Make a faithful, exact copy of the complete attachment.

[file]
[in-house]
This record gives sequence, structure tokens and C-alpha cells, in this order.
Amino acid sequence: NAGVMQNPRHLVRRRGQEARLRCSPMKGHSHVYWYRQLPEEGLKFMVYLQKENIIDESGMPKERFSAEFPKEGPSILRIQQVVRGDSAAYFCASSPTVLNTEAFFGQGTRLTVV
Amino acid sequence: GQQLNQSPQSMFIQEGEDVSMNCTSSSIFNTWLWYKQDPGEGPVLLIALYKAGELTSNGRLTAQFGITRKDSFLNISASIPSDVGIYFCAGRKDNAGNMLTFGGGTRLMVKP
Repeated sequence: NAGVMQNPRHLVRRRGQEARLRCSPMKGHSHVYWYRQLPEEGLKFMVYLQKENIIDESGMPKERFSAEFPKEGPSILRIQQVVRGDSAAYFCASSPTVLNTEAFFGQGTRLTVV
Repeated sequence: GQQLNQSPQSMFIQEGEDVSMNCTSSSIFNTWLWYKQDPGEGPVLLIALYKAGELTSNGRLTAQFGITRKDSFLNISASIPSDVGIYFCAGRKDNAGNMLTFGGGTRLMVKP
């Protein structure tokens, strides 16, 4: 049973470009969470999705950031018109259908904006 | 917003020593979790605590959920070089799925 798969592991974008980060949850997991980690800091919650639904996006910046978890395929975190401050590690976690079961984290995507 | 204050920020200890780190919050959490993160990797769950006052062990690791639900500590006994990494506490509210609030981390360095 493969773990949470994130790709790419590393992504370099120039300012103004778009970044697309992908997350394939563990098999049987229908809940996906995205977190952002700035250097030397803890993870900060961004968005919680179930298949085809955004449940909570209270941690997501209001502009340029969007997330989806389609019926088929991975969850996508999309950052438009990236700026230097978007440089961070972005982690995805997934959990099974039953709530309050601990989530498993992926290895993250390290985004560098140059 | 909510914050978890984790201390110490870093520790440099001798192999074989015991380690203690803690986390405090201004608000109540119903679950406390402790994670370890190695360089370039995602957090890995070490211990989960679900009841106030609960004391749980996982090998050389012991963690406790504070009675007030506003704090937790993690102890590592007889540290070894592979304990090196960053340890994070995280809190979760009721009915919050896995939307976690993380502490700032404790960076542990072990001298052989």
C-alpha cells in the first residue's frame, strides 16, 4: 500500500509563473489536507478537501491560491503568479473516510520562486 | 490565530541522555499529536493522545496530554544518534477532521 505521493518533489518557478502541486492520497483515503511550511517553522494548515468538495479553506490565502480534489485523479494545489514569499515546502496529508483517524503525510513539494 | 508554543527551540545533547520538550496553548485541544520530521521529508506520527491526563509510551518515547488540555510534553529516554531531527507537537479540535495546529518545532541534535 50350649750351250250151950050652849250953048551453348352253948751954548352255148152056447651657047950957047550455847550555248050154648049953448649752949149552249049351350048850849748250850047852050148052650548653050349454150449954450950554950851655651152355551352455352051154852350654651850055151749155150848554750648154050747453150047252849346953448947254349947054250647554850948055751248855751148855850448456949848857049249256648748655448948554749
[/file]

[in-house]
This record gives sequence, structure tokens and C-alpha cells, in this order.
Amino acid sequence: NAGVMQNPRHLVRRRGQEARLRCSPMKGHSHVYWYRQLPEEGLKFMVYLQKENIIDESGMPKERFSAEFPKEGPSILRIQQVVRGDSAAYFCASSPTVLNTEAFFGQGTRLTVV
Amino acid sequence: GQQLNQSPQSMFIQEGEDVSMNCTSSSIFNTWLWYKQDPGEGPVLLIALYKAGELTSNGRLTAQFGITRKDSFLNISASIPSDVGIYFCAGRKDNAGNMLTFGGGTRLMVKP
Repeated sequence: NAGVMQNPRHLVRRRGQEARLRCSPMKGHSHVYWYRQLPEEGLKFMVYLQKENIIDESGMPKERFSAEFPKEGPSILRIQQVVRGDSAAYFCASSPTVLNTEAFFGQGTRLTVV
Repeated sequence: GQQLNQSPQSMFIQEGEDVSMNCTSSSIFNTWLWYKQDPGEGPVLLIALYKAGELTSNGRLTAQFGITRKDSFLNISASIPSDVGIYFCAGRKDNAGNMLTFGGGTRLMVKP
């Protein structure tokens, strides 16, 4: 049973470009969470999705950031018109259908904006 | 917003020593979790605590959920070089799925 798969592991974008980060949850997991980690800091919650639904996006910046978890395929975190401050590690976690079961984290995507 | 204050920020200890780190919050959490993160990797769950006052062990690791639900500590006994990494506490509210609030981390360095 493969773990949470994130790709790419590393992504370099120039300012103004778009970044697309992908997350394939563990098999049987229908809940996906995205977190952002700035250097030397803890993870900060961004968005919680179930298949085809955004449940909570209270941690997501209001502009340029969007997330989806389609019926088929991975969850996508999309950052438009990236700026230097978007440089961070972005982690995805997934959990099974039953709530309050601990989530498993992926290895993250390290985004560098140059 | 909510914050978890984790201390110490870093520790440099001798192999074989015991380690203690803690986390405090201004608000109540119903679950406390402790994670370890190695360089370039995602957090890995070490211990989960679900009841106030609960004391749980996982090998050389012991963690406790504070009675007030506003704090937790993690102890590592007889540290070894592979304990090196960053340890994070995280809190979760009721009915919050896995939307976690993380502490700032404790960076542990072990001298052989």
C-alpha cells in the first residue's frame, strides 16, 4: 500500500509563473489536507478537501491560491503568479473516510520562486 | 490565530541522555499529536493522545496530554544518534477532521 505521493518533489518557478502541486492520497483515503511550511517553522494548515468538495479553506490565502480534489485523479494545489514569499515546502496529508483517524503525510513539494 | 508554543527551540545533547520538550496553548485541544520530521521529508506520527491526563509510551518515547488540555510534553529516554531531527507537537479540535495546529518545532541534535 50350649750351250250151950050652849250953048551453348352253948751954548352255148152056447651657047950957047550455847550555248050154648049953448649752949149552249049351350048850849748250850047852050148052650548653050349454150449954450950554950851655651152355551352455352051154852350654651850055151749155150848554750648154050747453150047252849346953448947254349947054250647554850948055751248855751148855850448456949848857049249256648748655448948554749